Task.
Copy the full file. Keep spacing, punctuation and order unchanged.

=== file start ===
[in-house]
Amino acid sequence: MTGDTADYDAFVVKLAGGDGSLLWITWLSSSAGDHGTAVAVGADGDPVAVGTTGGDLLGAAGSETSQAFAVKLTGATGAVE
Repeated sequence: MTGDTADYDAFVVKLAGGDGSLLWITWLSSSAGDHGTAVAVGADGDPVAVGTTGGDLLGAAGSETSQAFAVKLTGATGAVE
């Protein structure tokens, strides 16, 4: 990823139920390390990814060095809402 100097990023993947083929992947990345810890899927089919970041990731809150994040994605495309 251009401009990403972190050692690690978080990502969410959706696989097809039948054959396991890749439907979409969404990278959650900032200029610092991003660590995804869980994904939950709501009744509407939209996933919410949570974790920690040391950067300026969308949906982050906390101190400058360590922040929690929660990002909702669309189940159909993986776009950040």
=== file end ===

[in-house]
Amino acid sequence: MTGDTADYDAFVVKLAGGDGSLLWITWLSSSAGDHGTAVAVGADGDPVAVGTTGGDLLGAAGSETSQAFAVKLTGATGAVE
Repeated sequence: MTGDTADYDAFVVKLAGGDGSLLWITWLSSSAGDHGTAVAVGADGDPVAVGTTGGDLLGAAGSETSQAFAVKLTGATGAVE
């Protein structure tokens, strides 16, 4: 990823139920390390990814060095809402 100097990023993947083929992947990345810890899927089919970041990731809150994040994605495309 251009401009990403972190050692690690978080990502969410959706696989097809039948054959396991890749439907979409969404990278959650900032200029610092991003660590995804869980994904939950709501009744509407939209996933919410949570974790920690040391950067300026969308949906982050906390101190400058360590922040929690929660990002909702669309189940159909993986776009950040």